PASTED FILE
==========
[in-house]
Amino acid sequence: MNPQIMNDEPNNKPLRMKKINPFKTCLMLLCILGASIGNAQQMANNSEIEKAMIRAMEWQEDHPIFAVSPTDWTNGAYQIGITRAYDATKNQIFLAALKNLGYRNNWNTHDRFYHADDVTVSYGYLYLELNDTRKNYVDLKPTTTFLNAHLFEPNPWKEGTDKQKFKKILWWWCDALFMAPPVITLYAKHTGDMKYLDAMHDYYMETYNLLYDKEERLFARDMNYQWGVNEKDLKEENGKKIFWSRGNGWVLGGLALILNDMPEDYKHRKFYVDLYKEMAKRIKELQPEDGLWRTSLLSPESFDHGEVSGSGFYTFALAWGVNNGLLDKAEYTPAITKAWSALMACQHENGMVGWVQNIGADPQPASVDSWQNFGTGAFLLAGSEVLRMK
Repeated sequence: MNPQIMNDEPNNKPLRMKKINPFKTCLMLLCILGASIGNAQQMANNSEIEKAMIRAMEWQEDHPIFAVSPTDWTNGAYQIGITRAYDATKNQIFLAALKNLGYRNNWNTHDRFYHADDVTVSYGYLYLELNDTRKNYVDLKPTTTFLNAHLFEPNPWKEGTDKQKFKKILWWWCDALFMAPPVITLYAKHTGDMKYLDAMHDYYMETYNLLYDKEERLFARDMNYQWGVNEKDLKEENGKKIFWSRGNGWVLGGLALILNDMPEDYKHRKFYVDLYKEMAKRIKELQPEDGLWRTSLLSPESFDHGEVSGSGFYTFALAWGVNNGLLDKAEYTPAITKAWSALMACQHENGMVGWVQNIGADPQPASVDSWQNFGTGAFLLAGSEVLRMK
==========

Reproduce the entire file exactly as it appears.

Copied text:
[in-house]
Amino acid sequence: MNPQIMNDEPNNKPLRMKKINPFKTCLMLLCILGASIGNAQQMANNSEIEKAMIRAMEWQEDHPIFAVSPTDWTNGAYQIGITRAYDATKNQIFLAALKNLGYRNNWNTHDRFYHADDVTVSYGYLYLELNDTRKNYVDLKPTTTFLNAHLFEPNPWKEGTDKQKFKKILWWWCDALFMAPPVITLYAKHTGDMKYLDAMHDYYMETYNLLYDKEERLFARDMNYQWGVNEKDLKEENGKKIFWSRGNGWVLGGLALILNDMPEDYKHRKFYVDLYKEMAKRIKELQPEDGLWRTSLLSPESFDHGEVSGSGFYTFALAWGVNNGLLDKAEYTPAITKAWSALMACQHENGMVGWVQNIGADPQPASVDSWQNFGTGAFLLAGSEVLRMK
Repeated sequence: MNPQIMNDEPNNKPLRMKKINPFKTCLMLLCILGASIGNAQQMANNSEIEKAMIRAMEWQEDHPIFAVSPTDWTNGAYQIGITRAYDATKNQIFLAALKNLGYRNNWNTHDRFYHADDVTVSYGYLYLELNDTRKNYVDLKPTTTFLNAHLFEPNPWKEGTDKQKFKKILWWWCDALFMAPPVITLYAKHTGDMKYLDAMHDYYMETYNLLYDKEERLFARDMNYQWGVNEKDLKEENGKKIFWSRGNGWVLGGLALILNDMPEDYKHRKFYVDLYKEMAKRIKELQPEDGLWRTSLLSPESFDHGEVSGSGFYTFALAWGVNNGLLDKAEYTPAITKAWSALMACQHENGMVGWVQNIGADPQPASVDSWQNFGTGAFLLAGSEVLRMK